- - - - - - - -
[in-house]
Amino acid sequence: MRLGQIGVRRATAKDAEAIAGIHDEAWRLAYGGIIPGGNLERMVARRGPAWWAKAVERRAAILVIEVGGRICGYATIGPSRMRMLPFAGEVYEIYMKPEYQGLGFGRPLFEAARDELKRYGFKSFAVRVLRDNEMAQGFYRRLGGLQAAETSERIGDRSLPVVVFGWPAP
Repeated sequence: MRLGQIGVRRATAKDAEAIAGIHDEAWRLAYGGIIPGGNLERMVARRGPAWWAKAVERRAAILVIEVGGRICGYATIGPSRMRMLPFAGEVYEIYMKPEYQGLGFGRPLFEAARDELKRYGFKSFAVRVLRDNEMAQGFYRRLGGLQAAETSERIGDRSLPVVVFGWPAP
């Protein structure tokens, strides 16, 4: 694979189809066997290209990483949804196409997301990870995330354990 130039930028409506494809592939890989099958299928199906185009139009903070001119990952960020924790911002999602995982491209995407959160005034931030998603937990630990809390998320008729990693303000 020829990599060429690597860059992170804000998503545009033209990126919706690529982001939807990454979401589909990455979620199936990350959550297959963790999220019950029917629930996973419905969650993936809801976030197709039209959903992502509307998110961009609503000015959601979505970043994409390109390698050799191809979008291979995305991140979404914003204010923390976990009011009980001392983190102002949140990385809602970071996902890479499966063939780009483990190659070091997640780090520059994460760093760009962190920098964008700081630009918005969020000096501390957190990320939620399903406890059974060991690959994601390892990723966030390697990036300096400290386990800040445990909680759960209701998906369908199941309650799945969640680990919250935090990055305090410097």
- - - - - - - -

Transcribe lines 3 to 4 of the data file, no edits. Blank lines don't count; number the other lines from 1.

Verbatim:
Repeated sequence: MRLGQIGVRRATAKDAEAIAGIHDEAWRLAYGGIIPGGNLERMVARRGPAWWAKAVERRAAILVIEVGGRICGYATIGPSRMRMLPFAGEVYEIYMKPEYQGLGFGRPLFEAARDELKRYGFKSFAVRVLRDNEMAQGFYRRLGGLQAAETSERIGDRSLPVVVFGWPAP
């Protein structure tokens, strides 16, 4: 694979189809066997290209990483949804196409997301990870995330354990 130039930028409506494809592939890989099958299928199906185009139009903070001119990952960020924790911002999602995982491209995407959160005034931030998603937990630990809390998320008729990693303000 020829990599060429690597860059992170804000998503545009033209990126919706690529982001939807990454979401589909990455979620199936990350959550297959963790999220019950029917629930996973419905969650993936809801976030197709039209959903992502509307998110961009609503000015959601979505970043994409390109390698050799191809979008291979995305991140979404914003204010923390976990009011009980001392983190102002949140990385809602970071996902890479499966063939780009483990190659070091997640780090520059994460760093760009962190920098964008700081630009918005969020000096501390957190990320939620399903406890059974060991690959994601390892990723966030390697990036300096400290386990800040445990909680759960209701998906369908199941309650799945969640680990919250935090990055305090410097």